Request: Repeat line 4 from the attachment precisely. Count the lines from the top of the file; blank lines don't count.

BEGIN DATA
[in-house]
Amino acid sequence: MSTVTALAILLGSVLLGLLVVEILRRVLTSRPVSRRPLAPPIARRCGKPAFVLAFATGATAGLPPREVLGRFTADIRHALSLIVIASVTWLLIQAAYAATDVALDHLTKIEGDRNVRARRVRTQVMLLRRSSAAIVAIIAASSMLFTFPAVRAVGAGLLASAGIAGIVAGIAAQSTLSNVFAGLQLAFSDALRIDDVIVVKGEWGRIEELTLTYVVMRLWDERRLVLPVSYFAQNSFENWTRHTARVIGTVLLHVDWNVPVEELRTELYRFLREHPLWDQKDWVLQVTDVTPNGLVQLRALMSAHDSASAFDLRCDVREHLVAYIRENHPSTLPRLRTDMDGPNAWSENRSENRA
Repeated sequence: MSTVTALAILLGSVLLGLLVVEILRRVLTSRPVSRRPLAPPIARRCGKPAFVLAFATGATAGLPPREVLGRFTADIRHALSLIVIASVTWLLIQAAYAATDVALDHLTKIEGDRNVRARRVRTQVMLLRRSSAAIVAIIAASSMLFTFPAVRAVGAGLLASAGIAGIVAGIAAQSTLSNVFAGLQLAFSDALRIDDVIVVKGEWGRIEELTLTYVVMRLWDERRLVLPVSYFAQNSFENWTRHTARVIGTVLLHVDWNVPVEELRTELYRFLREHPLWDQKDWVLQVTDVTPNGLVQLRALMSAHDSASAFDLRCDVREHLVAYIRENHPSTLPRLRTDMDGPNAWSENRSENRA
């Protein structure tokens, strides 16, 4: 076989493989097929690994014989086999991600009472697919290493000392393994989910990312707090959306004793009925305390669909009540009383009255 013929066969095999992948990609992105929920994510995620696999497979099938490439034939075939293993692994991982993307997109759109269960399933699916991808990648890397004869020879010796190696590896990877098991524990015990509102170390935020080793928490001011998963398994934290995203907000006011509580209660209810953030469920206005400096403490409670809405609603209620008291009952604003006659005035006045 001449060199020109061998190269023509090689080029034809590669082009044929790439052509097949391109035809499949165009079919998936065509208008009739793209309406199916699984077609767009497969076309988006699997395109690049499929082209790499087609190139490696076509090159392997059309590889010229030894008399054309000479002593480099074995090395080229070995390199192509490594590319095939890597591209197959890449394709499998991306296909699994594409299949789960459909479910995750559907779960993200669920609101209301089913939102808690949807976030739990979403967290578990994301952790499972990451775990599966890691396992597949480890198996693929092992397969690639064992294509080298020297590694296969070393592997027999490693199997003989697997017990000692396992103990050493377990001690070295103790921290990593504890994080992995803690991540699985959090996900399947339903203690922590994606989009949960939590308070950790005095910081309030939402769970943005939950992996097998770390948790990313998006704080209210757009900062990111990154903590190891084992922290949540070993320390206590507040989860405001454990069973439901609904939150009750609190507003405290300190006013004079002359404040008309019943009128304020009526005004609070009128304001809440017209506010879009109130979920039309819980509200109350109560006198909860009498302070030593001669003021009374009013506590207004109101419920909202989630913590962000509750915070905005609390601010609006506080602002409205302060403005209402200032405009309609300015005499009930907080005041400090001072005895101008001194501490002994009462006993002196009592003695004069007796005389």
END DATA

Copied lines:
């Protein structure tokens, strides 16, 4: 076989493989097929690994014989086999991600009472697919290493000392393994989910990312707090959306004793009925305390669909009540009383009255 013929066969095999992948990609992105929920994510995620696999497979099938490439034939075939293993692994991982993307997109759109269960399933699916991808990648890397004869020879010796190696590896990877098991524990015990509102170390935020080793928490001011998963398994934290995203907000006011509580209660209810953030469920206005400096403490409670809405609603209620008291009952604003006659005035006045 001449060199020109061998190269023509090689080029034809590669082009044929790439052509097949391109035809499949165009079919998936065509208008009739793209309406199916699984077609767009497969076309988006699997395109690049499929082209790499087609190139490696076509090159392997059309590889010229030894008399054309000479002593480099074995090395080229070995390199192509490594590319095939890597591209197959890449394709499998991306296909699994594409299949789960459909479910995750559907779960993200669920609101209301089913939102808690949807976030739990979403967290578990994301952790499972990451775990599966890691396992597949480890198996693929092992397969690639064992294509080298020297590694296969070393592997027999490693199997003989697997017990000692396992103990050493377990001690070295103790921290990593504890994080992995803690991540699985959090996900399947339903203690922590994606989009949960939590308070950790005095910081309030939402769970943005939950992996097998770390948790990313998006704080209210757009900062990111990154903590190891084992922290949540070993320390206590507040989860405001454990069973439901609904939150009750609190507003405290300190006013004079002359404040008309019943009128304020009526005004609070009128304001809440017209506010879009109130979920039309819980509200109350109560006198909860009498302070030593001669003021009374009013506590207004109101419920909202989630913590962000509750915070905005609390601010609006506080602002409205302060403005209402200032405009309609300015005499009930907080005041400090001072005895101008001194501490002994009462006993002196009592003695004069007796005389």